I just recently finished road tripping across/around the United States on less than $4500. Although a small chunk went to new tires, oil changes, and some goodies I bought along the way.
I found the best way to save money and meet people was to stay at hostels. I found several and made some good friends at them. Before my trip, I had no idea what hostels were...
[Editor's Note: Here are two articles that might be helpful:
An overview about the nature of using hostels in North America
Some featured ones around the area.]
The hostels are usually set up as a dorm/bunkbed boarding so sometimes I did have to sleep with others in the room, but usually they were very interesting and kind international travelers eager to talk about their adventures. Most had showers included, sometimes a free breakfast, and laundry and other facilities.
Apparently international travelers are more familiar with traveling on the cheap as I met many internationals that were traveling on $40 a day including food and lodging.
The hostels I stayed at were no more than $25 a night. The cheapest I paid was $14 for a bunk/dorm room setup.
During the busy season it is advantageous to call ahead to reserve a bed, although on my road trip, through shear laziness, I would just end up calling around lunchtime. If there was no bed available I would look elsewhere like a KOA, or travel further to another destination.
It seems most hostels are set up purposely in the middle of downtown areas in major cities. This allows internationals to easily traverse by train, bus, or plane. This was actually quite awesome for me. I could park at most hostels smack dab in the middle of downtown. Some places I found good hostels downtown were Flagstaff, Dallas, El Paso, San Francisco, Las Vegas (LV was a bit scary though... the town is pretty ghetto except the major casino areas), Eugene Oregan, etc.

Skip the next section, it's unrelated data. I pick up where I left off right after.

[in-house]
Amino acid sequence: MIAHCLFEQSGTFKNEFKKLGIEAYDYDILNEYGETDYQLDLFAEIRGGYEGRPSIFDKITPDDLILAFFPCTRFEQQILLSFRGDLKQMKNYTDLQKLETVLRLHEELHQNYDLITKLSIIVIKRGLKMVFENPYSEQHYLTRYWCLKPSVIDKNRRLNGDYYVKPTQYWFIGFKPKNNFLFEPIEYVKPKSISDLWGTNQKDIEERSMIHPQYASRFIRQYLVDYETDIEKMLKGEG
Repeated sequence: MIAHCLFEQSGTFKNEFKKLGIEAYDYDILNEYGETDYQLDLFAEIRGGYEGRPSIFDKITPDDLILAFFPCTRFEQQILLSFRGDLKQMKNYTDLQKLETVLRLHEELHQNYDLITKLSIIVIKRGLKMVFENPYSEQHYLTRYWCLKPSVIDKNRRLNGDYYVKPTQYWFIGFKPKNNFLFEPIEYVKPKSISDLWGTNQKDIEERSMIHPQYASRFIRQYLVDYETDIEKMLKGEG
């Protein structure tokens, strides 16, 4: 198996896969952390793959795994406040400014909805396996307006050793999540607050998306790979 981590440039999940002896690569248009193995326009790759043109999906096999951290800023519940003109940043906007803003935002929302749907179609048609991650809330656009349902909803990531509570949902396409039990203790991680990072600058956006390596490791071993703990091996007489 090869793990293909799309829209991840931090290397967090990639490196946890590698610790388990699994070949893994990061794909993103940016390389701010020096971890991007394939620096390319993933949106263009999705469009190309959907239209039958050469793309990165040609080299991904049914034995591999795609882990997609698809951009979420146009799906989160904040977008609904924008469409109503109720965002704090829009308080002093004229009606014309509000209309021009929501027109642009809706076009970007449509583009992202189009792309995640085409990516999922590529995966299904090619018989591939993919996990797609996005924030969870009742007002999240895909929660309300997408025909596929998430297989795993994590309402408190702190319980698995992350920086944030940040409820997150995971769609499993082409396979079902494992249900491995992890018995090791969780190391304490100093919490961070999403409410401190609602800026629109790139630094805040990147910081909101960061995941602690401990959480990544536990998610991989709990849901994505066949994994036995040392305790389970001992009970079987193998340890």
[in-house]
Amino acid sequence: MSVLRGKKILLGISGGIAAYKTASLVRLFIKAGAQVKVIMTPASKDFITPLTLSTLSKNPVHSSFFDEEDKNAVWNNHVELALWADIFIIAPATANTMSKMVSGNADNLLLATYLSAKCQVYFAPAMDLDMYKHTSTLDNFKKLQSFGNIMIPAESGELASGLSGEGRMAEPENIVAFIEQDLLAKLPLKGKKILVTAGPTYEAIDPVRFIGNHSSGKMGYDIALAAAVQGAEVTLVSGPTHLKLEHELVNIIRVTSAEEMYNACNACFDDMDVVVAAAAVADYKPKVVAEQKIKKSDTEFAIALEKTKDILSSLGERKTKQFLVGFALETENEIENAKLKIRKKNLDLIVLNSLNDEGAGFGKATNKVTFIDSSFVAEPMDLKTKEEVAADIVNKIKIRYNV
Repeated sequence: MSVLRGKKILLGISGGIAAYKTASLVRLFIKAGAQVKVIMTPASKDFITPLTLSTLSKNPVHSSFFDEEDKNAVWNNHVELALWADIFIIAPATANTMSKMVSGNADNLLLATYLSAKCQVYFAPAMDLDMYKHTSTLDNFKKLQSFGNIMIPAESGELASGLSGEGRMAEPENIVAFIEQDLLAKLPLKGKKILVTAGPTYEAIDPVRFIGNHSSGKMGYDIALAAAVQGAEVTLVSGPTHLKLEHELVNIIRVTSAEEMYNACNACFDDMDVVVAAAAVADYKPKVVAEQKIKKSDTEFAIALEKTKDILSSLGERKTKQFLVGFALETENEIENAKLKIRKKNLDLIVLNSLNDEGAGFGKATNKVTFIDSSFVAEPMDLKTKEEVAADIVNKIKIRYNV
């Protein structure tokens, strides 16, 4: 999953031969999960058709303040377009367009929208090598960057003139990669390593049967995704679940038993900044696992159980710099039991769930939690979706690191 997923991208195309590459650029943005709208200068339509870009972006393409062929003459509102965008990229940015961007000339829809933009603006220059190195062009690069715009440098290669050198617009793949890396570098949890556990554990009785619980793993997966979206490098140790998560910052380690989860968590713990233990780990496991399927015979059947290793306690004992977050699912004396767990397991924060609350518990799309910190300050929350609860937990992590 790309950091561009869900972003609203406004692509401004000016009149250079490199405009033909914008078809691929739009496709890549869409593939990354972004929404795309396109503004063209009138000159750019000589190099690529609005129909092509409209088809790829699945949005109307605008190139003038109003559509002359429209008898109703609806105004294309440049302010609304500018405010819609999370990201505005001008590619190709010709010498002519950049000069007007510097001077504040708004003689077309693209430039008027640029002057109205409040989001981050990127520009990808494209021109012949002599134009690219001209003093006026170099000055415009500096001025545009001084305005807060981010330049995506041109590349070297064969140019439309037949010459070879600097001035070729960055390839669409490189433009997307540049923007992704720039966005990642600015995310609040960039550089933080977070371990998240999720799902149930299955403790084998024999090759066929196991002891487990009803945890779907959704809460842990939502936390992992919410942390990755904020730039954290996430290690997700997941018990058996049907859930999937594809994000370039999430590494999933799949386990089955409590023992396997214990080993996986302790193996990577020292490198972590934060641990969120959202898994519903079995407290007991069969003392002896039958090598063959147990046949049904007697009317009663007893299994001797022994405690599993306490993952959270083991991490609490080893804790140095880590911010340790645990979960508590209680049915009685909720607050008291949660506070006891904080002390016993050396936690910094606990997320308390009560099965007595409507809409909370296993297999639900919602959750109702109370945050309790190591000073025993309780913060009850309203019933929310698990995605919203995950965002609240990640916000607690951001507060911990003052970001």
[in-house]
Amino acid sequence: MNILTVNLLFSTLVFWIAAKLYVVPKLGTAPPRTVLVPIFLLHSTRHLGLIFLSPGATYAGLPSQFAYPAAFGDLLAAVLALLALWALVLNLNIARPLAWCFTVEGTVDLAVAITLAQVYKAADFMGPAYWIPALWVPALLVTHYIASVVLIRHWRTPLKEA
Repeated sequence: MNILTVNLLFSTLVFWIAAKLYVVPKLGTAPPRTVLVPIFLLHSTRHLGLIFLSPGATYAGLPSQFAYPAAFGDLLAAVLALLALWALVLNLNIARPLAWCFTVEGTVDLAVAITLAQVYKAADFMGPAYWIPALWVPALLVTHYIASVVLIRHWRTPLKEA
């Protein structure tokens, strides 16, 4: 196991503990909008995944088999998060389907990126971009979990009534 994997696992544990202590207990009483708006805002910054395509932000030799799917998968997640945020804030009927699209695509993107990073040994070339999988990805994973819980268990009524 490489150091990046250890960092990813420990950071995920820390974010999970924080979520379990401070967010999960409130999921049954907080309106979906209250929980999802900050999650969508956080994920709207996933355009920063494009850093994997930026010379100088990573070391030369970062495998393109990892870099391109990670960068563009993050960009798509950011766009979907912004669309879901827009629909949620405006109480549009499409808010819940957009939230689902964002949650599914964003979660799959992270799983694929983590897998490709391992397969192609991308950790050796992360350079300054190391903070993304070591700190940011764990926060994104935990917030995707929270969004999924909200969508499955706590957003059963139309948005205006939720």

I have to say, if you are in Eugene Oregan, on the last Friday of the month, they have a Art Walk. They play music, have art walks, and I got free food and beer at the hostel there. BOOYEAH!
As far as eating, I mainly ate grocery food. Nutrigrain bars, fruit, bagels, etc. I stayed away from fast food... although at times when I had no time I would stop in for the dollar menu food. Rachel Ray can spend $40 for a whole day. I could do it in $10.
breakfast - 2 biscuits for $2.25
lunch - 2 burritoes for $2.25
dinner - splurge pork fried rice for $5.50
water. soda would be $1 extra.
My trip was also mainly about seeing the national parks. I found that an interagency pass for $80 saved me money in the end since the big parks like Grand Canyon, Bryce, Zion usually cost like $15-$25 to get in. Its good for a year so Im passing my pass to a friend as two people can be on it at the same time.
HOSTELS - if you google it, you will find them. and pick up the booklet they usually sell at the first hostel you stop at, and youre golden.
One place I found on my road trip was Paria River Guest Ranch. They were listed as a hostel. Within 3 hours I could get to Glen Canyon, Lake Powell, Bryce, Zion, Antelope Canyon, among a plethora of awesome hiking sites. If I had a truck I could actually take a backroad unimproved road to Grand Canyon or the back way to Bryce... Its so close to a myriad of things its unbelievable.
I paid $15 for a air conditioned bunkhouse. Went horseback riding for $50. and then after staying for a week or so living free as I helped them get through a busy week, they asked if I wanted to come back. So I packed my stuff up in TN where I had lived for 25 years, and moved there. I now live on the ranch.
Solo trips.... life changing. I love the road. I never knew the beauty that existed in the world as well as the interesting characters that are everywhere...